The New Yorker, which I gave up much as a heroin addict gives up his horse, has a great piece on Sappho (since we’re all in a retrospective mood), despite the neo-Victorianism, which declares you can’t NOT have sex of all flavors and stripes and be considered normal, and the faux-sexual sophistication that starts the piece – note, in particular, the usual and tritely libelous assumptions about the Church and her understanding of sexuality.
I found this in particular of note:
Indeed, the vision of Sappho as a solitary figure pouring out her heart in the women’s quarters of a nobleman’s mansion is a sentimental anachronism—a projection, like so much of our thinking about her, of our own habits and institutions onto the past. In “Sappho and Alcaeus,” by Lawrence Alma-Tadema, a Victorian painter much given to lush re-creations of scenes from Greek antiquity, the Poetess and four diaphanously clad, flower-wreathed acolytes relax in a charming little performance space, enraptured as the male bard sings and plays, as if he were a Beat poet in a Telegraph Hill café. But Lardinois and others have argued that many, if not most, of Sappho’s poems were written to be performed by choruses on public occasions. In some lyrics, the speaker uses the first-person plural “we”; in others, she uses the plural “you” to address a group—presumably the chorus, who danced as she sang. (Even when Sappho uses the first-person singular, it doesn’t mean she was singing solo: in Greek tragedy the chorus, which numbered fifteen singers, regularly uses “I.”)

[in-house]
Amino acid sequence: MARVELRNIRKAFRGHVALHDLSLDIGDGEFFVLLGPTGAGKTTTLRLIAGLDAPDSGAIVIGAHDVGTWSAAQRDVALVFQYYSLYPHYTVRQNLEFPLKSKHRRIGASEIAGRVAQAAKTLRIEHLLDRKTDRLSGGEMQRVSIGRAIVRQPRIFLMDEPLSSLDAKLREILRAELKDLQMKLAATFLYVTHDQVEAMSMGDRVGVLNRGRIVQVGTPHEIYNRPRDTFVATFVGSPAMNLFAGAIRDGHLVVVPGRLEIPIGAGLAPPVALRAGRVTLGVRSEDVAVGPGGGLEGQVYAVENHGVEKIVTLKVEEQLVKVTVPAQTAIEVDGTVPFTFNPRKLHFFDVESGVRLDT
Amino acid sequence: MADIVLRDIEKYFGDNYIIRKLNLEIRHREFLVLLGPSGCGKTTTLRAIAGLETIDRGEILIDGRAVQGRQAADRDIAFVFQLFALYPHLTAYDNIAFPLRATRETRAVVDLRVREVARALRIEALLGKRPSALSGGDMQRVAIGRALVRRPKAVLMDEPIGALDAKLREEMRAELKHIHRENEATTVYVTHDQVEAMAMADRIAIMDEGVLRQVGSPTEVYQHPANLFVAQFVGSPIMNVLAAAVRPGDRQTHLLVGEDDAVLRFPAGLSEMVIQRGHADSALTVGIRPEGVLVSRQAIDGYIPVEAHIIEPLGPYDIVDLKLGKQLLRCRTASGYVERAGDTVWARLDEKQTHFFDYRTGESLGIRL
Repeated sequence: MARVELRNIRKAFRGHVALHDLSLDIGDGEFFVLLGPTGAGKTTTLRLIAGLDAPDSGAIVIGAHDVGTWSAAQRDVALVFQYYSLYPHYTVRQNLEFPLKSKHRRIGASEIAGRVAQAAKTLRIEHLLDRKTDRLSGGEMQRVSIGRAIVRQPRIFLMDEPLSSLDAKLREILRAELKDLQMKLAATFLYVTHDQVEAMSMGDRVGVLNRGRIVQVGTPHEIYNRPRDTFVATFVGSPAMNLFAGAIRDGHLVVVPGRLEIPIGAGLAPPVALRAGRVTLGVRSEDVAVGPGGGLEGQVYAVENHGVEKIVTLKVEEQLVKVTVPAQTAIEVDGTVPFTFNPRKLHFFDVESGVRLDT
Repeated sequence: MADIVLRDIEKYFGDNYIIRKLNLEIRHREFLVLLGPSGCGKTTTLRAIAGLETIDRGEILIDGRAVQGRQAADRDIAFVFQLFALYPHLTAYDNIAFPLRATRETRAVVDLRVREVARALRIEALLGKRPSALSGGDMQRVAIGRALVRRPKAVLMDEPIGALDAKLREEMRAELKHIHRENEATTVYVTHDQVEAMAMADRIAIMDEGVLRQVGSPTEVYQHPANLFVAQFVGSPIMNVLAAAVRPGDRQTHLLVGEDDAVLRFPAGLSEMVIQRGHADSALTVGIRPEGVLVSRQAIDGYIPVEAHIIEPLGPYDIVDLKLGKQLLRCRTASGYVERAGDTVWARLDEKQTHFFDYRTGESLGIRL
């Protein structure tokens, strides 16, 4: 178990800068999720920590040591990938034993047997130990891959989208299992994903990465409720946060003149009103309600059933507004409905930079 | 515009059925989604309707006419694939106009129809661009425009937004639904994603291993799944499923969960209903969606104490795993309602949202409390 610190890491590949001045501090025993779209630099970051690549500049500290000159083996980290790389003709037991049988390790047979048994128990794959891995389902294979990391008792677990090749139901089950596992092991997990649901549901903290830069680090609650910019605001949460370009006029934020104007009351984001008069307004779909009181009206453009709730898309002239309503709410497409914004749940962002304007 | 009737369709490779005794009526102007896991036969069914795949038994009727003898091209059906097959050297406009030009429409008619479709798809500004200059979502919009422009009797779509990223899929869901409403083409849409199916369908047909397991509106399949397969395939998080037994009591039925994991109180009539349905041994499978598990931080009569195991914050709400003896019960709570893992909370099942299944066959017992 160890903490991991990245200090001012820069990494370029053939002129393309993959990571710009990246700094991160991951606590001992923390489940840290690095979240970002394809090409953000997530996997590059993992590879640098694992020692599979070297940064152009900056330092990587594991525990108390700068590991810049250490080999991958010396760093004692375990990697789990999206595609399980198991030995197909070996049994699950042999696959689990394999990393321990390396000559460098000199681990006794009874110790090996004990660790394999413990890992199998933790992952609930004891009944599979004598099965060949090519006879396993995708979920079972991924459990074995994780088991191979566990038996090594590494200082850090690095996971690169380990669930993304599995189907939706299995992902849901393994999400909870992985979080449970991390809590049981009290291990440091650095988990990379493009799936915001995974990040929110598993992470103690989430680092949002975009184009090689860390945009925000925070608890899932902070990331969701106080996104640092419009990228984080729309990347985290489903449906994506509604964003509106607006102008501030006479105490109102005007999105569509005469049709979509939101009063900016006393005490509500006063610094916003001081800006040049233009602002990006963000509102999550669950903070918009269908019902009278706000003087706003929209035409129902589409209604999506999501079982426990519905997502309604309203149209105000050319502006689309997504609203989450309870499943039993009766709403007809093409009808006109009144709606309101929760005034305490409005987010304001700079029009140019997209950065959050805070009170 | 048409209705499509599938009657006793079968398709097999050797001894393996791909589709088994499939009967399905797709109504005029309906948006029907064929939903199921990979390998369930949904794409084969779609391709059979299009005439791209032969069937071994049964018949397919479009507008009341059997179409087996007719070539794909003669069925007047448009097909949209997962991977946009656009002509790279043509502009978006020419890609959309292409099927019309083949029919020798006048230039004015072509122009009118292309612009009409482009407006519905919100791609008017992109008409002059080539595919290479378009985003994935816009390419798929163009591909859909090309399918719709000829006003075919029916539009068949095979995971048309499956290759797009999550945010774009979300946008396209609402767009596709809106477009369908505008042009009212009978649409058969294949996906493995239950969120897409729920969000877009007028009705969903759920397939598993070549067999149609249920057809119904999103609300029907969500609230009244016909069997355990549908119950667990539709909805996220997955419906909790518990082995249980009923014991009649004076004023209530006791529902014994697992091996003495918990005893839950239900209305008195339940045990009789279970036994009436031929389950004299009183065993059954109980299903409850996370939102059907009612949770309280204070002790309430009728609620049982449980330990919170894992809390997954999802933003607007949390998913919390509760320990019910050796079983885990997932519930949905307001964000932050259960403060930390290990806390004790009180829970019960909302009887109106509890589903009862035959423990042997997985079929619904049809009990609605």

Our Sappho remains, of course, “swallowed in the wake” of her own reputation, but I think the author shows a remarkable insight about the Greek understanding of the individual as a concept which really has little currency until the coming of Christ – and that wicked Church he founded which sought to stifle the poor gal once and for all… The observation also, incidentally, may help to explain why Aristotle didn’t think to say much about lyric poetry in his Poetics.